3. But the plaintiff in error still relies upon the plea of prescription, and insists that the action was barred by that limitation. Nothing is said upon that subject in the opinion of the court, but inasmuch as that defence was set up in the answer, and is mentioned in the bill of exceptions as one of the objections taken by the defendant to the right of the plaintiff to recover, we think the point is properly open to review in this court. Hamilton gave the note in liquidation of the demand of the plaintiff, and the bill of exceptions states that the defendant had notice of it before the death of Hamilton, who died in August, 1855. After the death of Hamilton his administrator made a settlement with the defendant, and transferred to him the one-fourth of the steamboat which belonged to his intestate, and in consideration of that transfer the defendant assumed and agreed to pay all the debts due by the boat. Express statement of the bill of exceptions is that that settlement took place on the twenty-second day of September, 1856, and that the cause of action in this case was included in that settlement. Viewing the matter in that light, the court held that the promise of the defendant to the administrator of the deceased part owner enured to the benefit of the plaintiff, and inasmuch as it was within the year next preceding the commencement of the suit, it was doubtless the conclusion of the court that the plea of prescription was not maintained. Suggestion of the defendant, however, is that there was no satisfactory proof of the acknowledgment of the specific amount stated in the petition, but the statement in the bill of exceptions is substantially otherwise, and we think the statement was fully warranted by the pleadings and evidence. Assuming the facts to be so, then it is clear that the plea of prescription is not maintained, as the petition was filed on the twentieth day of April, 1857, less than one year after the settlement was made.

4. Remaining objection of the present plaintiff, the defendant below, is that the court erred in allowing eight per cent. interest. Legal interest in Louisiana is fixed at five per cent., and the legislature has provided that 'conventional interest shall in no case exceed eight per cent., under pain of forfeiture of the entire interest so contracted.' Theory of the plaintiff in error is that the judgment was rendered upon the note, and that inasmuch as the note stipulated for the payment of ten per cent., the entire interest was forfeited. Present defendant denies that theory, and we think it cannot be sustained for the reasons already given. Judgment was rendered on the cause of action stated in the petition, as before explained, and not on the note, as assumed by the present plaintiff. Conventional interest might be eight per cent., and as the petition claimed no more, and no more was allowed by the court, the presumption, in the absence of proof to the contrary and of any exception to the decision of the court, is that the judgment is correct. Such a question might have been presented in the finding of the court, or it might have been presented in the bill of exceptions on objection to the ruling of the court. But usury was not set up, either in the original or supplemental answers, and it does not appear that any such objection was made in the court below. Parties might lawfully agree that the rate of interest should be eight per cent., and inasmuch as that rate was demanded in the petition and was allowed by the court, and no objection was taken to the ruling of the court, it must be presumed in this court, under the state of the pleadings exhibited in the record, that the court decided correctly.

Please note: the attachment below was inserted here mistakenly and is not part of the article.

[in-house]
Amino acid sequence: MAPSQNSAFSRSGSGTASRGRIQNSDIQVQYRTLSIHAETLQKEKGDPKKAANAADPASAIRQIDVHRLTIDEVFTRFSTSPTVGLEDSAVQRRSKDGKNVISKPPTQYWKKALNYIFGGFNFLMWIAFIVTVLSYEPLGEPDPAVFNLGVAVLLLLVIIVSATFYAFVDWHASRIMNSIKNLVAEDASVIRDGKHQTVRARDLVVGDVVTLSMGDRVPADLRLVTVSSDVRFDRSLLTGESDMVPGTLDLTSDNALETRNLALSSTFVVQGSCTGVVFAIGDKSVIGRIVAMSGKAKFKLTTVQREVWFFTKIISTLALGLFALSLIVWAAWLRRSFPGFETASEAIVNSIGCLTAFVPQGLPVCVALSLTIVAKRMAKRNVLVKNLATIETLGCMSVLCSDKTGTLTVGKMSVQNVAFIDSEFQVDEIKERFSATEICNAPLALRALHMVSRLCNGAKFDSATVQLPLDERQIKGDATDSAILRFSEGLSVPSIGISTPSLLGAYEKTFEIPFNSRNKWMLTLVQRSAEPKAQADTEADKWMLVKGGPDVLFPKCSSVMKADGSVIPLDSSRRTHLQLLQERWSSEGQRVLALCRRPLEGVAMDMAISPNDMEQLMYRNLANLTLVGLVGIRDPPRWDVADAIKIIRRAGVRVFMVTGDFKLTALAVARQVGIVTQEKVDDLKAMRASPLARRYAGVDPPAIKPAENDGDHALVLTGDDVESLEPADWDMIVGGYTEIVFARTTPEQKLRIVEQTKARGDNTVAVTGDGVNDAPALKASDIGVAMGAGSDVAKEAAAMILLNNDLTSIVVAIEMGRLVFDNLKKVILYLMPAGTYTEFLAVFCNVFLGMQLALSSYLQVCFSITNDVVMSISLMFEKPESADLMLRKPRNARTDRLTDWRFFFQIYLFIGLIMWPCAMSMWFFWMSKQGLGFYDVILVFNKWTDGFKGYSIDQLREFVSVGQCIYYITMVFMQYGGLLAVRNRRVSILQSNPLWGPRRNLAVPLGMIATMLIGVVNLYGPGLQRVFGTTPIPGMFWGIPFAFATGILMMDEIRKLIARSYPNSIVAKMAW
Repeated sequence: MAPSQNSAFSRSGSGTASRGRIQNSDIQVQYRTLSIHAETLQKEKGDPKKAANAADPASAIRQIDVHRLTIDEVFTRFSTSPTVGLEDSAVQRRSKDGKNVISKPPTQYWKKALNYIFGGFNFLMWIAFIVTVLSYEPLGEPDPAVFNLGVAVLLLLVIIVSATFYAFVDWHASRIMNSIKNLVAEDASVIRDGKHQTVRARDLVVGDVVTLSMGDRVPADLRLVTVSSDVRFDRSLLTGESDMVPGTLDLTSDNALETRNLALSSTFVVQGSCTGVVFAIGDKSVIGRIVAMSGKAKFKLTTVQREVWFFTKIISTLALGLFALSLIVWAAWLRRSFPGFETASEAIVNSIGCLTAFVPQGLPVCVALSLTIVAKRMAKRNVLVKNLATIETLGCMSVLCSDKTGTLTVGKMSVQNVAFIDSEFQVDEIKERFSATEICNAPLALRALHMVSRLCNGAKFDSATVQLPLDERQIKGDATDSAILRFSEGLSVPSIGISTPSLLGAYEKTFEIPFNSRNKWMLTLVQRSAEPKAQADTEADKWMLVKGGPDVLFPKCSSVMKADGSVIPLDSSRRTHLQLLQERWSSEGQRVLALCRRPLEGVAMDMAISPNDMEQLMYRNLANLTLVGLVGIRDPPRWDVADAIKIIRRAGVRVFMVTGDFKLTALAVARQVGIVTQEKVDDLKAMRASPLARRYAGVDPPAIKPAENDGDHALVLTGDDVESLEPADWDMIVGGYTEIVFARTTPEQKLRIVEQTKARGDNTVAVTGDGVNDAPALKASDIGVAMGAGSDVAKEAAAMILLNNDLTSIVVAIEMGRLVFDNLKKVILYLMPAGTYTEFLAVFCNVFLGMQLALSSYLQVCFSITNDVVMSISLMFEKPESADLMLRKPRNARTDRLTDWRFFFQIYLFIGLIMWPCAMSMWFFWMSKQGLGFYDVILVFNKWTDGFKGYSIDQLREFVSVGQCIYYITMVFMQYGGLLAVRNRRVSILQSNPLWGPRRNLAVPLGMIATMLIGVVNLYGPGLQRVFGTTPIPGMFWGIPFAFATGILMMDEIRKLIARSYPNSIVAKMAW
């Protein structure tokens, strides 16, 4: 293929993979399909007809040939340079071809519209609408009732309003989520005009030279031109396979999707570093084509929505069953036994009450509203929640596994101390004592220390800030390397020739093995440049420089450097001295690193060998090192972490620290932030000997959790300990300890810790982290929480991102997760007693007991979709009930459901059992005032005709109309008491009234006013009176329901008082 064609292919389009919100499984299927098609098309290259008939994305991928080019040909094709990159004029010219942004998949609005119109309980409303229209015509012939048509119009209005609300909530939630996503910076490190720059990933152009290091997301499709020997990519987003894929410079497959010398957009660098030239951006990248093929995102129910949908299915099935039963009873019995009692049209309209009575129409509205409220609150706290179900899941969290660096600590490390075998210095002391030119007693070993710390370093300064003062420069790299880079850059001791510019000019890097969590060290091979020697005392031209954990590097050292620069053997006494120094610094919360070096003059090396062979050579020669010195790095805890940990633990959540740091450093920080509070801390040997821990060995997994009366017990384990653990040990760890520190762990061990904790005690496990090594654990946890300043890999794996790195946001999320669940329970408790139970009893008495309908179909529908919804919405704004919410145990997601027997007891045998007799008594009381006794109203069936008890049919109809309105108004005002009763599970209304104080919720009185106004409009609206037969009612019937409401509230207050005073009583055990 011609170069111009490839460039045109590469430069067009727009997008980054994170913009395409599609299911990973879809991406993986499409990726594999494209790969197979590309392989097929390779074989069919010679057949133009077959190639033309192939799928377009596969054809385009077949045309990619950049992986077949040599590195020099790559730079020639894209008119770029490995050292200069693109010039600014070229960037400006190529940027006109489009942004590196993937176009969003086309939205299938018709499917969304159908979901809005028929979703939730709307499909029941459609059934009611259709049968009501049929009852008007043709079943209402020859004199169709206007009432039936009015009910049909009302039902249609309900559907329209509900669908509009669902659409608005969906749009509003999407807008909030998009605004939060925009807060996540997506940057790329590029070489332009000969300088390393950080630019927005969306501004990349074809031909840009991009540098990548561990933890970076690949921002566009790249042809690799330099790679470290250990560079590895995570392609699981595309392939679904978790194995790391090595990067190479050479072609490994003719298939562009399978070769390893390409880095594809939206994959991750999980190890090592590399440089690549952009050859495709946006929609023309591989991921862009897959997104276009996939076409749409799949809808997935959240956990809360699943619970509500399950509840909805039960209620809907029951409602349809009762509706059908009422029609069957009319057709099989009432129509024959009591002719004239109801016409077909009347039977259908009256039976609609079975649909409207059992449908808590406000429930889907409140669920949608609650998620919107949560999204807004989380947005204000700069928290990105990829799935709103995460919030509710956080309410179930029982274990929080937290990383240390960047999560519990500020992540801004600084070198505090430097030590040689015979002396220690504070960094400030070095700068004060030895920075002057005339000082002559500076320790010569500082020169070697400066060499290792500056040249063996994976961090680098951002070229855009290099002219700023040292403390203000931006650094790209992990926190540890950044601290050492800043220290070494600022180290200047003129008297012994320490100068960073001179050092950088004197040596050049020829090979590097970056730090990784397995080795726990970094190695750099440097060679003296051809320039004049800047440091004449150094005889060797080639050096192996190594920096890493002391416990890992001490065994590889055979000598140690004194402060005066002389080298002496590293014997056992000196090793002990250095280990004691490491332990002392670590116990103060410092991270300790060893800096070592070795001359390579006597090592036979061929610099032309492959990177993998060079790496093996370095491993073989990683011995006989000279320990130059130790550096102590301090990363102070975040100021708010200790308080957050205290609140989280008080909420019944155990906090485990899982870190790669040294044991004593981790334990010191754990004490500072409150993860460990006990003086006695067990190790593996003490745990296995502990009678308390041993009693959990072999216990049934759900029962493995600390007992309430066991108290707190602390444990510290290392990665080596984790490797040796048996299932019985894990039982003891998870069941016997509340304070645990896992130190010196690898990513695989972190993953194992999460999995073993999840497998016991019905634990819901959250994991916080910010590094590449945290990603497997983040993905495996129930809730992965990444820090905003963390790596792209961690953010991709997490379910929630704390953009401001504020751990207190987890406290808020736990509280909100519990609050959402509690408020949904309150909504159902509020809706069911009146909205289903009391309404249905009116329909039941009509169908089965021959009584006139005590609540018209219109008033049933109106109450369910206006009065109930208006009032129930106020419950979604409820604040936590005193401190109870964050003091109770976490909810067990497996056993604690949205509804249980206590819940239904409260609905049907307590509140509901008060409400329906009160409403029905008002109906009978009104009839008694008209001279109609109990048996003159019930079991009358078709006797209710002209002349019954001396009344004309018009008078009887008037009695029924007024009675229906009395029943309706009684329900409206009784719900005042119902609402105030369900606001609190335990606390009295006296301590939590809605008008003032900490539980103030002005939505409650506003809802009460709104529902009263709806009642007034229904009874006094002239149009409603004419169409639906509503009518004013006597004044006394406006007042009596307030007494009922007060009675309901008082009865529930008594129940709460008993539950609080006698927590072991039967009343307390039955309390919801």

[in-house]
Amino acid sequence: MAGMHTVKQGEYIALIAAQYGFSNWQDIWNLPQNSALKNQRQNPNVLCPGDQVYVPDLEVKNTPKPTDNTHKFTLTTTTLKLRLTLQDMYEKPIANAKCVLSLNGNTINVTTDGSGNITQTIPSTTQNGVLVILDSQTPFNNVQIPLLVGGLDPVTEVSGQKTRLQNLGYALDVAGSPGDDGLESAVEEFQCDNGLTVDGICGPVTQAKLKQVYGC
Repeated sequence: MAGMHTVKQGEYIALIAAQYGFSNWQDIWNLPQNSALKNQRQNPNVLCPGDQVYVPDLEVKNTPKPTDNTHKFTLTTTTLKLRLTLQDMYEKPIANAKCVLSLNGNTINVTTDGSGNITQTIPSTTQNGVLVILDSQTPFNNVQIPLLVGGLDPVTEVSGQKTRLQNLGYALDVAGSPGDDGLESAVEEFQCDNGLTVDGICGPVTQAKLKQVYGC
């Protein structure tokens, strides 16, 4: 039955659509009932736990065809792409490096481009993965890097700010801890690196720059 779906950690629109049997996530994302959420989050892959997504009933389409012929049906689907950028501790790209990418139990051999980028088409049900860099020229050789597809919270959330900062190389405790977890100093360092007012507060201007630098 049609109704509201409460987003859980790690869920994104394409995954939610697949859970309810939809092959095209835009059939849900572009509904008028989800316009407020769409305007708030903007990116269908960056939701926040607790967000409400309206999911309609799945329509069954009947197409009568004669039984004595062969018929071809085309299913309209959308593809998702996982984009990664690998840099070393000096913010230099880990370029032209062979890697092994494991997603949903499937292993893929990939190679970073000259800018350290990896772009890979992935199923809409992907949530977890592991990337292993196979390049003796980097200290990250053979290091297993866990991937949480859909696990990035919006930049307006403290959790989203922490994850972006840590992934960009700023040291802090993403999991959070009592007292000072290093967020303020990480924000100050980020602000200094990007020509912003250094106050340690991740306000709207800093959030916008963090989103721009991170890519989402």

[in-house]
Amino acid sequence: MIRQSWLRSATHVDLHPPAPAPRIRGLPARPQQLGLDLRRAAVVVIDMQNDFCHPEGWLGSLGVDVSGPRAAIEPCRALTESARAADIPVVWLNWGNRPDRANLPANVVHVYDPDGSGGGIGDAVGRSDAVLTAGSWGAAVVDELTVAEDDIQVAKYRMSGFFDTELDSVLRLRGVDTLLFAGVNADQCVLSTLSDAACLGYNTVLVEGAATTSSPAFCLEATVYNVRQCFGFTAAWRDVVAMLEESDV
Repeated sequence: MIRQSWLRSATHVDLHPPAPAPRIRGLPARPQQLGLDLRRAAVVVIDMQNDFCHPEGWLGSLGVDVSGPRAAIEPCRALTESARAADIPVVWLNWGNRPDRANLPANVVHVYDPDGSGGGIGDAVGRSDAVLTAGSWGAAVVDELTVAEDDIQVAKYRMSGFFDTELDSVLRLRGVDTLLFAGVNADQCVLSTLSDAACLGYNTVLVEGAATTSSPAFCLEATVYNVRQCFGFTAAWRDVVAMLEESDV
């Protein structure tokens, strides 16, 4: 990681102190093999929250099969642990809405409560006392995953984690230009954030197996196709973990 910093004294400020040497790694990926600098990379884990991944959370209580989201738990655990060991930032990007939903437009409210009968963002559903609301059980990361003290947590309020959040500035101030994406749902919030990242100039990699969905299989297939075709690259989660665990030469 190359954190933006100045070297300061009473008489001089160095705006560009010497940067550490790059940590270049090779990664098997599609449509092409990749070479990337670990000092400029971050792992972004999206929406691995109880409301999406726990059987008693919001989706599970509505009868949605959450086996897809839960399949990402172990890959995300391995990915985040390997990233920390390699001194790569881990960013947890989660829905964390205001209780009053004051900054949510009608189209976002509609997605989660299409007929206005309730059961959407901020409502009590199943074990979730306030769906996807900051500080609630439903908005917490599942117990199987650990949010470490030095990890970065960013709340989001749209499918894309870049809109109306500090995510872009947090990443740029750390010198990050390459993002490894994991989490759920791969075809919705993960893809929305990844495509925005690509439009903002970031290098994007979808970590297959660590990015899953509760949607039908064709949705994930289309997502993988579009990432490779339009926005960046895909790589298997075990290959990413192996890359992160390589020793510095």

The decree of the Circuit Court is therefore



^4  Arthurs et al. v. Hart, 17 Howard, 15.

This work is in the public domain in the United States because it is a work of the United States federal government (see 17 U.S.C. 105).